Therapy Dog Changing Lives in Minnesota Schools

Students at Monticello Middle School have made a new best friend! A Therapy Dog, named Willow Grace, who has been making weekly visits to the school and already making a huge impact. 

Seventh-grader Hailey says, "Willow is just here to love you and just tell you everything is going to be ok." Willow visits the school with her mom Amy Walz, who also plays an important role. "When I feel like I need to open up to somebody, me and Amy have that connection that I know that I can trust her with what I'm going through," explained Hailey.

The pair are the perfect duo that can provide everlasting love and an ear to listen. "It's like this boulder has been lifted off your shoulders and all the stress fades away," eighth-grader Lily said. 

Amy Walz, Founder of You're Not Alone and Willow's mom, started the visits in response to her son's own mental health crisis sixteen years ago. "He attempted to take his life in front of his little brother," Walz said. The dog's love helped to save her son's life and she wanted to bring that love to every middle school in Minnesota.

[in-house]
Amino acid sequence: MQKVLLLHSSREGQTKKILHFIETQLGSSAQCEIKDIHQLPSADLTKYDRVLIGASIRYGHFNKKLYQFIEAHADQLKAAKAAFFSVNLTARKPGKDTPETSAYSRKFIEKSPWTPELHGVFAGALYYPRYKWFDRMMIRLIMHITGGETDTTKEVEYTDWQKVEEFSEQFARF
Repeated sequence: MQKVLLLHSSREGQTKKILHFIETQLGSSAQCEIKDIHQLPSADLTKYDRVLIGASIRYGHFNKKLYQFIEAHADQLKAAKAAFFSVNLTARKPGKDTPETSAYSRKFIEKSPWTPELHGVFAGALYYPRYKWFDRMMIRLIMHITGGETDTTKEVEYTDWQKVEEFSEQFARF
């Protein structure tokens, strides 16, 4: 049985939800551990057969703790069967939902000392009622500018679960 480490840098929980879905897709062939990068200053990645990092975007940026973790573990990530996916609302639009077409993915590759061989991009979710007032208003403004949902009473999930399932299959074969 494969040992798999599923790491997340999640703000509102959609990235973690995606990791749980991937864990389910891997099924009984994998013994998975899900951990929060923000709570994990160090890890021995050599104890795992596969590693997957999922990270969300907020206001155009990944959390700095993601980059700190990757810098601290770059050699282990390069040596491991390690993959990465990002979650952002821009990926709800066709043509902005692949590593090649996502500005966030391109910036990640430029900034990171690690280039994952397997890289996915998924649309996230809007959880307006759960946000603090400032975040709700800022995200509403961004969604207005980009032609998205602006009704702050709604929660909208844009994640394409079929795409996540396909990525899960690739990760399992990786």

As she starting spreading her story, the support came pouring in. "Quite shockingly, I woke up to messages from Iowa and Alabama. We had a Minnesota man traveling through Mississippi who saw it and reached out to us who has a therapy dog up in the Bemidji area. It made me realize that it's a big goal but it's achievable," said Walz.

June is one of eight new dogs to the organization along with her handler Heather Ely. "When I was in school it was still very taboo to talk about mental health, or anxiety, or depression. You didn't. And as we know that doesn't help anything," she detailed.

After she and June shadowed Willow on a school visit, Ely described the amazing experience saying, "I just got chills. So, I think that says it. It's incredible. Middle school was a tough time for me, so it really has a direct impact for me to be able to come and give back this way," said Ely.

"With 440 schools in Minnesota, even if every team took two schools, we need 220 dogs," explained Walz. She continued saying, "I either have a school that doesn't catch on or they're like hmm or I have Hudson that says can you start tomorrow." Despite administrators not always being quick to adopt the visits, the students are head over heels. 

"Sometimes the school counselor might not be the right option and a therapy dog can give you love, and you can also feel really warm around them," seventh-grader Eashan said. 

"I feel like dogs should be in every school so if kids are like having a hard time, they can like come here and get puppy love," seventh-grader Annika said.


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